Eat eat, you’re nothing but skin and bone!

Being Scots-Irish I didn’t have an Italian grandmother. However I did have an adoptive one lent to me by neighbors; the grandmother of two boys who lived across the alley from the house I grew up in. Given that both of them had sandy blond hair and their last name was Aylesworth, they weren’t your standard eye-talian boys. Though standing in their grandmother’s kitchen on a Sunday afternoon I thought I was in Sicily.

She was one great lady, and even though I was what you might call a “full-figured” youth, you’d have thought I was a Somalian refugee by the way she foisted food upon me. Various antipasti (which I was always disappointed to find had no actual pasta in them), minestrone (as that which rhymes with telephone — another big surprise), Amaretto cookies and of course her signature vegetable-rich tomato sauce could always be counted on on Sunday afternoons.

Pasta courses were a regular, though in classic Italian style, they were very small, and blew by almost before you knew what was happening. I never understood that as a boy, since like most non-Italians I was used to eating pasta as a main course. But then that’s the kind of luxury we late-generation Americans have always been used to. In our world pasta is cheap and abundant, so why not eat it by the plate-full? Old world pasta was made by hand from fine-ground flours that were both rare and expensive. For that reason it was traditionally meted out in tiny amounts like treasure. Pasta was also so time- and labor-intensive that it was only eaten when grandma had the time to make it: on Sundays.

But then I was just a kid and had no idea what that rituals of Old-World Italy were all about. The first few Sunday dinners I had with my new nonna, I was surprise that her apartment wasn’t decorated with hanging balls of provalone and mortadella sausages. Wasn’t that what being Italian was all about? It’s funny the perception Americans had, and to some extent still have, about Italian food. To us it’s all about abondanza (“abundance”). We very easily forget that for thousands of years the Italian peninsula — with the notable exceptions of wealthy city-states like Florence and Venice — was synonymous with starvation. No wonder then that poor Italian immigrants were so eager to pile their plates high with meat, cheese and pasta when they got to the land of plenty. Nowadays it’s fashionable to scoff at such garish “Italian American” cuisine (I myself have to admit I haven’t been to an Olive Garden in decades), though I have to say my judgment softens when I remember what it springs from.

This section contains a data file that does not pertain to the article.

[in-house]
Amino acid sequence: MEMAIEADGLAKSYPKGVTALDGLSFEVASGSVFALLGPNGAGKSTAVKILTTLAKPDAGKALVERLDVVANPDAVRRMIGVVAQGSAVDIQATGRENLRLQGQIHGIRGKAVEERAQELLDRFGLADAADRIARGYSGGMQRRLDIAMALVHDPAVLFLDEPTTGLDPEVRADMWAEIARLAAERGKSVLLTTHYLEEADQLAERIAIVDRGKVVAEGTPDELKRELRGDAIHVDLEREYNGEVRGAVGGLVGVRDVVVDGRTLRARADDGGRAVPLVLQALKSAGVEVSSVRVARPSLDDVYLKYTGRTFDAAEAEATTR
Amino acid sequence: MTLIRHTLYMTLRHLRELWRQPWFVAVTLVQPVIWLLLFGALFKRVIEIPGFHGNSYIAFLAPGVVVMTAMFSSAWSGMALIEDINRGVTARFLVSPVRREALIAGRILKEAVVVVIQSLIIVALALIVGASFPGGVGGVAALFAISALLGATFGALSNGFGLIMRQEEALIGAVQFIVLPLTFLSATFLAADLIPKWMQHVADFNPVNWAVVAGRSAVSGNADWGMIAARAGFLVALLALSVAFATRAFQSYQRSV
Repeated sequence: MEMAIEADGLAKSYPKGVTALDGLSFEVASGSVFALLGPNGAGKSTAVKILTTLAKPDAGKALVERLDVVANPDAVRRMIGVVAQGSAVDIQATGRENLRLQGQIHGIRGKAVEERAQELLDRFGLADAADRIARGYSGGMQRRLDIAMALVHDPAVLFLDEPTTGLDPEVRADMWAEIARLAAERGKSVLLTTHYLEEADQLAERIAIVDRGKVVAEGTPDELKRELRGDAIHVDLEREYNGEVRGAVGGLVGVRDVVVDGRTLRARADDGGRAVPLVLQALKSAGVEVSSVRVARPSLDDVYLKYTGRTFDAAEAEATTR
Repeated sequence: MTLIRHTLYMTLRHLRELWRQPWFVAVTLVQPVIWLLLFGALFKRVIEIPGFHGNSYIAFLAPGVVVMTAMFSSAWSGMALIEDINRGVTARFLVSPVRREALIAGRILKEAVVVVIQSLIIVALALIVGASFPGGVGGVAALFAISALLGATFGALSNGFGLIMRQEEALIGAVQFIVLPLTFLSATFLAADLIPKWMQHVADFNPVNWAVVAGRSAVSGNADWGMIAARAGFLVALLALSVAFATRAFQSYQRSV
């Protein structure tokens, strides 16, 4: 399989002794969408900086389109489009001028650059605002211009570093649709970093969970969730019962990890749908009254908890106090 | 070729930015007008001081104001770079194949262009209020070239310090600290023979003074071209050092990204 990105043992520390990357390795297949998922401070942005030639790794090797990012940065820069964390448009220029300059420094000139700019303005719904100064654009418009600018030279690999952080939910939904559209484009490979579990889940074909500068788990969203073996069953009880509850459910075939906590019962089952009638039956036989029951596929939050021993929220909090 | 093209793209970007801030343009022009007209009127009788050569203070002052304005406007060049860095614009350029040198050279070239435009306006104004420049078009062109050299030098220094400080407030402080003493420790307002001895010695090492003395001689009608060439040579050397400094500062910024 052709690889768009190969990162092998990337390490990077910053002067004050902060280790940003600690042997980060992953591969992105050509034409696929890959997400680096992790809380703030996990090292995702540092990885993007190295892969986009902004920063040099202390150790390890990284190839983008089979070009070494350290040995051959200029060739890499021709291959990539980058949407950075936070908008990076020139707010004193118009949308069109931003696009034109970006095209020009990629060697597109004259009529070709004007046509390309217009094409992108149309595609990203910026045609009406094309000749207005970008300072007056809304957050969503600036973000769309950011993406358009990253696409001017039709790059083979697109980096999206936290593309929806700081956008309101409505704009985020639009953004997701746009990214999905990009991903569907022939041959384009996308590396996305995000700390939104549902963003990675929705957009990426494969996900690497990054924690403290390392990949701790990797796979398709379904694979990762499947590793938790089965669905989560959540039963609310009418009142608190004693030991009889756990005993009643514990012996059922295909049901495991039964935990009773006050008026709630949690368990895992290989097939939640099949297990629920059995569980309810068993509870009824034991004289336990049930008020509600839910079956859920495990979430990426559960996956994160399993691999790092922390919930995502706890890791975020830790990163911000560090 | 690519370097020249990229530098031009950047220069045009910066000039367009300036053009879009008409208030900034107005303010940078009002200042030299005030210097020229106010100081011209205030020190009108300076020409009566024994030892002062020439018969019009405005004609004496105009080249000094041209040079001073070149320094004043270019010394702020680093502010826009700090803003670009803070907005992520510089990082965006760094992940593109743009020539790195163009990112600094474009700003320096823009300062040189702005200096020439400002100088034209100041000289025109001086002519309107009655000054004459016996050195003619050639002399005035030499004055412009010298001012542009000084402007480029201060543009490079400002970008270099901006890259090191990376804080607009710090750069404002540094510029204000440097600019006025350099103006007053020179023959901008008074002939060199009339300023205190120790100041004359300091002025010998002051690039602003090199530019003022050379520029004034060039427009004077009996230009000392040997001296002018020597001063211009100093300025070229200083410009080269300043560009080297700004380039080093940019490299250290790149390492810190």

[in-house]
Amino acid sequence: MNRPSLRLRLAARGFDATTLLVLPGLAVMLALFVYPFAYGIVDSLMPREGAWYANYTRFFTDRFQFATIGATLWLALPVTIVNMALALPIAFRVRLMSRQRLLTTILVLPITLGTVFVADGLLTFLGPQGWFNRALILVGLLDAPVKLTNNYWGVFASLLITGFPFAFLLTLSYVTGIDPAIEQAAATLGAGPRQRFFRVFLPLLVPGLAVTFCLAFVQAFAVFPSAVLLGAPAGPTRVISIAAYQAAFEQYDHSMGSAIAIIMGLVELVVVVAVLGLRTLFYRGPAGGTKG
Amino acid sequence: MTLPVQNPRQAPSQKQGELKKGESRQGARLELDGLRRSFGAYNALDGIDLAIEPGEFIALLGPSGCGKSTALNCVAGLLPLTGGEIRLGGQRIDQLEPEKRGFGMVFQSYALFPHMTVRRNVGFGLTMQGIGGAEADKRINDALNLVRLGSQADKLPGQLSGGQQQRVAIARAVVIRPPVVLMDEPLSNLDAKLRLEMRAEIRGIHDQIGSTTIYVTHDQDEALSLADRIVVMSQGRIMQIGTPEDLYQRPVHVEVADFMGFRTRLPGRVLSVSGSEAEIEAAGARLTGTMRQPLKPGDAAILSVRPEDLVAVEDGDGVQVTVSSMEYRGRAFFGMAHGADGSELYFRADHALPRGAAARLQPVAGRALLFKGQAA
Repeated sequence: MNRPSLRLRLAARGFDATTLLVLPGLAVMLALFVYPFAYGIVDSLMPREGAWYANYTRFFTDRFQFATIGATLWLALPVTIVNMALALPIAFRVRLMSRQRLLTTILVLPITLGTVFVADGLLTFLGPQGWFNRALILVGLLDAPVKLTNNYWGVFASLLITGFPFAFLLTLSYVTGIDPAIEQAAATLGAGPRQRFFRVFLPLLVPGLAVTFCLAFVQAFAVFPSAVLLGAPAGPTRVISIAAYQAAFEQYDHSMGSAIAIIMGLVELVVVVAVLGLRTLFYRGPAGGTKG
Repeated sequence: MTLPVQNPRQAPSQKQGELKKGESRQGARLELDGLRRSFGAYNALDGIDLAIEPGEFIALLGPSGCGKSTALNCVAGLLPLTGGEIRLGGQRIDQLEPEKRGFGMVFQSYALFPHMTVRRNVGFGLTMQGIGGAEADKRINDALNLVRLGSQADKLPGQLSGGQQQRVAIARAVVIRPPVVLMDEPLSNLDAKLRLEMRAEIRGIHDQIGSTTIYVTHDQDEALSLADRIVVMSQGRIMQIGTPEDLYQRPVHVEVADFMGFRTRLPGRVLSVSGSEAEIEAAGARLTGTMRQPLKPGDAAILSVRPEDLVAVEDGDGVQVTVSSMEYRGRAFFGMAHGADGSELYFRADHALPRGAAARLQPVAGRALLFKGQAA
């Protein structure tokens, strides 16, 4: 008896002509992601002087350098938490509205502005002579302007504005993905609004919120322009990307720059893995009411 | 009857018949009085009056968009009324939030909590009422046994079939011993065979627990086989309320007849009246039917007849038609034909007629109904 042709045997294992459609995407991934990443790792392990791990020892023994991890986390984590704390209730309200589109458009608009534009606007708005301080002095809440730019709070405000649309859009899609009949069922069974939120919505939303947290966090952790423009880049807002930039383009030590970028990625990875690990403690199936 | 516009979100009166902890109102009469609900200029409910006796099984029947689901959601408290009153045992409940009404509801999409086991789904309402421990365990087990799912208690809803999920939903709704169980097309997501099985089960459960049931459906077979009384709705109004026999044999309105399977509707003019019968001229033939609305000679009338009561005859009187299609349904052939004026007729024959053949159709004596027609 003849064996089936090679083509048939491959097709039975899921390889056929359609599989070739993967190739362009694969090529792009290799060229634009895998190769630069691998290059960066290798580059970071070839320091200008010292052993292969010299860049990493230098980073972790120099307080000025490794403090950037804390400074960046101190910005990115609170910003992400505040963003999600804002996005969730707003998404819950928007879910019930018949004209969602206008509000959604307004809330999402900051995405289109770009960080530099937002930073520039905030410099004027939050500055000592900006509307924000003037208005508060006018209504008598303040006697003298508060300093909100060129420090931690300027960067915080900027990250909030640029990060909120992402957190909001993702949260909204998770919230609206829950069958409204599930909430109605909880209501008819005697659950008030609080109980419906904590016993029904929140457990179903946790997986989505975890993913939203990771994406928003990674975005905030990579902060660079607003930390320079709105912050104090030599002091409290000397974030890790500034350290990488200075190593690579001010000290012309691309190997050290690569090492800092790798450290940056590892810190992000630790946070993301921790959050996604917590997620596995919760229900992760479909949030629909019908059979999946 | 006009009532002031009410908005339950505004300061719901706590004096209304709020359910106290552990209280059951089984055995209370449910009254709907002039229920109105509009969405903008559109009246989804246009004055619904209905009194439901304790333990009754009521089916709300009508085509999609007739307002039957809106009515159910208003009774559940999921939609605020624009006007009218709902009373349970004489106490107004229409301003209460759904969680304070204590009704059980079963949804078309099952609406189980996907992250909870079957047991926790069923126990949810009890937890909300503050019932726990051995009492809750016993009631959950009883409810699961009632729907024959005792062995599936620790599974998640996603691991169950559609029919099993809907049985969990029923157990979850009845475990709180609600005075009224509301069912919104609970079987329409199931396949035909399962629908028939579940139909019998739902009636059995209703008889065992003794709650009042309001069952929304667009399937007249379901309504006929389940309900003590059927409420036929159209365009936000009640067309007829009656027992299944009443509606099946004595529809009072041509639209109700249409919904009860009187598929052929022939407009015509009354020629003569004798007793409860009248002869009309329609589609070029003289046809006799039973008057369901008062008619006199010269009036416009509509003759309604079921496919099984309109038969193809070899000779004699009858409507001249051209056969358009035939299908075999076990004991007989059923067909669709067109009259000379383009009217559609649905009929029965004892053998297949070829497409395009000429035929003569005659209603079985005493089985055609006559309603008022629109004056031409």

Just how my borrowed Italin grandma managed to walk the line of Italian-American cooking without tumbling headlong into conspicuous excess I don’t know. Somehow she managed to combine the best of the old with the best of the new. Sure, she would probably never have made a fresh tomato sauce (pictured above) of the kind the wife and I had for our own Sunday dinner yesterday (as a meal no less!). Her specialty was the kind of long-simmered tomato and meat gravy that no upscale Italian eatery would be caught dead serving nowadays. But thinking back on my now very faint memories of her, I have a better understanding of what her cooking meant, and the ways in which it reflected both her heritage and her deep appreciation for all the blessings the New World could bring.

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